Watch how Shaan Kandawalla started PlayDate Digital in this 2014 video. (Credit: Sue Williams)

Shaan Kandawalla spent years working at Nickelodeon and Hasbro before deciding to launch her own venture, PlayDate Digital, with the aim to reinvent kids’ entertainment. Since 2012, the New York company has developed apps that feature well-known characters – think My Little Pony, Power Rangers or Mr. Potato Head – which help kids learn ABCs and other basics, based on research from preschool experts. 

A few years back, when we interviewed Kandawalla for our Women In Tech series, she described the discrimination she faced when trying to raise money for her startup while pregnant with her first child. (Read our full profile here). But as she told us then, having a child actually gave her unique insight into her products. That insight is now doubled: daughter Riah, now 9, has a brother, Zane, 7. 

Related

How I Work Now: ‘Getting Dressed and Going Out Into the World Saved My Sanity’

Today, PlayDate Digital has 33 apps available in the Apple, Amazon and Google app stores as well as in partner libraries and schools – and Kandawalla says demand grew considerably during the pandemic as parents looked for ways to keep their children engaged.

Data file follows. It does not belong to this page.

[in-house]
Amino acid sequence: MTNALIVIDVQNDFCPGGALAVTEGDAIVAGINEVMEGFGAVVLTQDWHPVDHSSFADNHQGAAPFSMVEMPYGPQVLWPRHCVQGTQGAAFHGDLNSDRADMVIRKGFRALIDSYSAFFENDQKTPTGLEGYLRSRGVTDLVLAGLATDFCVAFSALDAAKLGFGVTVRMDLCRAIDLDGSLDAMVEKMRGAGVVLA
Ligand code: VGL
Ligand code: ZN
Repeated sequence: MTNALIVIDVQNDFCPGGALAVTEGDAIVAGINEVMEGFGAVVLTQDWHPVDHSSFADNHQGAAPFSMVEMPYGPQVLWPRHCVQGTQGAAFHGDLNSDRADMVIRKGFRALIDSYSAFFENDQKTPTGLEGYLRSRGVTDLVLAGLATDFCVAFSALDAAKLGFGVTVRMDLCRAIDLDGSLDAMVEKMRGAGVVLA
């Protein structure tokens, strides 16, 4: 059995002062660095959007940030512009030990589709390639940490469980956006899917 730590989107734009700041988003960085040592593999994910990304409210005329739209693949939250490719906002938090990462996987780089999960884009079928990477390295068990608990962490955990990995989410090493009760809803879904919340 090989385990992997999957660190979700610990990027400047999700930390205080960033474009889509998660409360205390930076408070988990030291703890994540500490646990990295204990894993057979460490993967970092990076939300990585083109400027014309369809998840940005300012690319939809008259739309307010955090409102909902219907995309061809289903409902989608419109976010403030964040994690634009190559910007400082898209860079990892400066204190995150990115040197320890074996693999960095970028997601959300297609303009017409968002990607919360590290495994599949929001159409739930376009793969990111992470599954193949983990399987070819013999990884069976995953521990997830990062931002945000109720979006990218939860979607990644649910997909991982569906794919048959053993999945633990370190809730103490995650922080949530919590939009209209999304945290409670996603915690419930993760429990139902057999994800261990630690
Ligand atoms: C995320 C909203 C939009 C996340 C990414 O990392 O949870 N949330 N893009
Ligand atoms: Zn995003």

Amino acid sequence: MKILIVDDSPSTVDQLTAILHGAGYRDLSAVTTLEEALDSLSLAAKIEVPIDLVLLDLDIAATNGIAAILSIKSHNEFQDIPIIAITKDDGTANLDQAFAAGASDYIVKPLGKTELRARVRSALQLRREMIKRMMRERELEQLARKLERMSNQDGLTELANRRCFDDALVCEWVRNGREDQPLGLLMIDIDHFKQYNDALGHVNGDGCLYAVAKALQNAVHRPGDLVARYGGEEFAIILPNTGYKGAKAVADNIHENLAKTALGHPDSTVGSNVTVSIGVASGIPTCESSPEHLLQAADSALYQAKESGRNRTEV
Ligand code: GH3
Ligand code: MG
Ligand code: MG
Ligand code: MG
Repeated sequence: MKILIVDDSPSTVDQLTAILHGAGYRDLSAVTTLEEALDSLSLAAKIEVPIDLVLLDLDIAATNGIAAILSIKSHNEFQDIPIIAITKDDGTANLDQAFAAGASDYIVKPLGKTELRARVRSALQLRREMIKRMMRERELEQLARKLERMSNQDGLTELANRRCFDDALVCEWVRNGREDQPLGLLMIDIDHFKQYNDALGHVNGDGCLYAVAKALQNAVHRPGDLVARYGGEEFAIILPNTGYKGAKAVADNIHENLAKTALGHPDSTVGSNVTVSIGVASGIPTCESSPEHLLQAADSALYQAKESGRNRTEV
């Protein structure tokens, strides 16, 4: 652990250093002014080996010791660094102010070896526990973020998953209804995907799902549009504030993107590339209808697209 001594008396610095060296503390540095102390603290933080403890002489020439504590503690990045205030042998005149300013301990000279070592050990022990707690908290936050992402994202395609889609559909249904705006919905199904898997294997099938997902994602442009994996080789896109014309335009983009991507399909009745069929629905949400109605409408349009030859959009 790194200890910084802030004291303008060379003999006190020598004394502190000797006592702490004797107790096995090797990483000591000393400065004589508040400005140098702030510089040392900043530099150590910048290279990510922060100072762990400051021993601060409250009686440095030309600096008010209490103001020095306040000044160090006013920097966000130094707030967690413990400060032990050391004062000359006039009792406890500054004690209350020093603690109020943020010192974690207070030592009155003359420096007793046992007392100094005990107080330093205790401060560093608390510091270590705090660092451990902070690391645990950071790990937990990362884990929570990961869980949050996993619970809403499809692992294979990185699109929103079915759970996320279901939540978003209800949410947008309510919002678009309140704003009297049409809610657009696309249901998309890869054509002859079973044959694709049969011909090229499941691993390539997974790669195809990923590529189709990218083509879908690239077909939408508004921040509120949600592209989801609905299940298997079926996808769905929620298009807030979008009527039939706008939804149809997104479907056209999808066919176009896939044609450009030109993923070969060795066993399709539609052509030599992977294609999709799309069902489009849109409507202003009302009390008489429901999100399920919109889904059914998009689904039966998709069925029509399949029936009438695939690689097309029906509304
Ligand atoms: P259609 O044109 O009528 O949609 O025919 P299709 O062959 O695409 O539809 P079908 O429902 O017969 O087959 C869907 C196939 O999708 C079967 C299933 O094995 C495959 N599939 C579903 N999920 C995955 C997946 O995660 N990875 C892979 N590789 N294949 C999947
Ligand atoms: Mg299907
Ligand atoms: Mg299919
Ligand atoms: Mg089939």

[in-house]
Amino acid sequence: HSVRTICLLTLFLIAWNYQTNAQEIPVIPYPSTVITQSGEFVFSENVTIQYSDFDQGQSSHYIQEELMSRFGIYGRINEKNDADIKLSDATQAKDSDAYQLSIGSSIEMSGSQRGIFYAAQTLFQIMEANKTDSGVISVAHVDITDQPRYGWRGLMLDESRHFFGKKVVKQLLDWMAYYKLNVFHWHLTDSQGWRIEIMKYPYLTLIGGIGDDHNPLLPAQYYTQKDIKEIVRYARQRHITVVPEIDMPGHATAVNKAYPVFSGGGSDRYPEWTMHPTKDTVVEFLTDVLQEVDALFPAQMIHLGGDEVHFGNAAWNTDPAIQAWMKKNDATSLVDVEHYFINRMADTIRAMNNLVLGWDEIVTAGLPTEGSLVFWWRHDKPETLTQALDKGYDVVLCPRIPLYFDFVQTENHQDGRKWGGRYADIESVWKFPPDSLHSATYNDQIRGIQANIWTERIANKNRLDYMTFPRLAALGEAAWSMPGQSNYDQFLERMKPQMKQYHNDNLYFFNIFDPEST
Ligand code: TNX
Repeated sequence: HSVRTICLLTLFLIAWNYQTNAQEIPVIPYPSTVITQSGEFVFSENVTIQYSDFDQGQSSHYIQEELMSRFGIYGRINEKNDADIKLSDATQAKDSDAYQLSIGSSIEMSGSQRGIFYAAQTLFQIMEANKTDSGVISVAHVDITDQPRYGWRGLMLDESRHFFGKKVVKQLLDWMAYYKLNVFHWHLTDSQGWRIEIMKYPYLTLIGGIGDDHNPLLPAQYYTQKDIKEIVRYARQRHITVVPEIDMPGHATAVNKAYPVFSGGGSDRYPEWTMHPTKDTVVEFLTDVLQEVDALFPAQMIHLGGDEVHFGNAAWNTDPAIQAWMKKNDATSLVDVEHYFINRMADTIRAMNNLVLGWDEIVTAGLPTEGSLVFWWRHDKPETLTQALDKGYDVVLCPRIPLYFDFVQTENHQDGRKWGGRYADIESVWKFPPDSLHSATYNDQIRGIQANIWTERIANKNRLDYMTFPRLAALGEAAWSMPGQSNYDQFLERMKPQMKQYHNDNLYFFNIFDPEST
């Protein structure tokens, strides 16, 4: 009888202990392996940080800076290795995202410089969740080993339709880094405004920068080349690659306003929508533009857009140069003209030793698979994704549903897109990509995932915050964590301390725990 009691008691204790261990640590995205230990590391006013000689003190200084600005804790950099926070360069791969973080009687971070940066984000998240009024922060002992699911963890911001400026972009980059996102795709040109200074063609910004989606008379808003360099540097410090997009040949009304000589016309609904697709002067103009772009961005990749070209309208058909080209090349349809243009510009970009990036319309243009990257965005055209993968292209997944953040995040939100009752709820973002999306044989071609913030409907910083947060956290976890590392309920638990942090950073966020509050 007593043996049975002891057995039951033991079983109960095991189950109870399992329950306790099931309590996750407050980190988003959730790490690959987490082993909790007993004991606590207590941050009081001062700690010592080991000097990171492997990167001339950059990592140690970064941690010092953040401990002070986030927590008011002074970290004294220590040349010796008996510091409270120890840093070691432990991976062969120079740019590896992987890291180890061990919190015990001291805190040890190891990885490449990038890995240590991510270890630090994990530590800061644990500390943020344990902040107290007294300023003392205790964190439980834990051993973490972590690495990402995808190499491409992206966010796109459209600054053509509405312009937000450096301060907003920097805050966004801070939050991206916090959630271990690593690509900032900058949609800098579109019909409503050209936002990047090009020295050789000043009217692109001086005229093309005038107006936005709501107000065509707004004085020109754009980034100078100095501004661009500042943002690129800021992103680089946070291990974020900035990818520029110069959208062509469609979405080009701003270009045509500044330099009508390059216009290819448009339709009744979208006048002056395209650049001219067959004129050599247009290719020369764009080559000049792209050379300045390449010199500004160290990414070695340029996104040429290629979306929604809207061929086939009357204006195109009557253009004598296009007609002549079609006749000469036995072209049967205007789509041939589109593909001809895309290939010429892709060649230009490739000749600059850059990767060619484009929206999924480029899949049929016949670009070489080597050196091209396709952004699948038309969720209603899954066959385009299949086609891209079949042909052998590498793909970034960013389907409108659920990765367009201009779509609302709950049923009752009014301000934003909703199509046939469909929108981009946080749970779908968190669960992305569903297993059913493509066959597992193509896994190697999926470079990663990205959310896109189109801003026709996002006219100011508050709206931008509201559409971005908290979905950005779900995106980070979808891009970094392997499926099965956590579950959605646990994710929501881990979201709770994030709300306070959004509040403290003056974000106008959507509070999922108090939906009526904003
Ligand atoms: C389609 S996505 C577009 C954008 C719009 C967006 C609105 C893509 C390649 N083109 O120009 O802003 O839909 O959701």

We asked Kandawalla how she works now. 

Are you currently remote or in-person or hybrid? 

PlayDate Digital turned 10 years old this year. We were remote then and are still remote. 

blank
Shaan Kandawalla and her two children, son Zane and daughter Riah. (Credit: Courtesy of Shaan Kandawalla.)

What has changed the most about how you work, since the pandemic? 

In many ways, my day to day has not really changed. Skype, Zoom, Meet, and Webex video calls were [always] central to how we managed remote teams and multiple time zones. The only thing different is that pre-pandemic, working remotely was an anomaly. Now, it’s becoming an accepted new way of life. Of course, I miss the in-person catch-ups and travel. 

You prefer working remotely. Why?

It has always enabled me to be more productive and juggle work and life. It’s also allowed me the luxury of being location-agnostic. During the pandemic, our family spent 7 months in Pakistan. Our kids were on New York City Zoom school (kindergarten and 3rd grade) which started at 5 p.m. and ended at midnight. So it was a full day to say the least! But being remote allowed for that experience. 

How did the pandemic impact your bottom line?

We saw a big spike in downloads of our apps. The pandemic helped the ed tech business a great deal in that respect. Perhaps parents who wouldn’t normally have advocated screen time tried new apps and content to give their kids something to do, and then realized that there were benefits of screen time, too.

What time do you get up? 

Either with my 6.30 a.m. alarm or more likely to the sound of my son playing the piano, which usually happens some time just before the sun rises! 

What’s the first thing you do in the morning? 

Check my emails and WhatsApp messages to see what the day has in store. But then I consciously put my phone away until the kids have left for school so I am not distracted.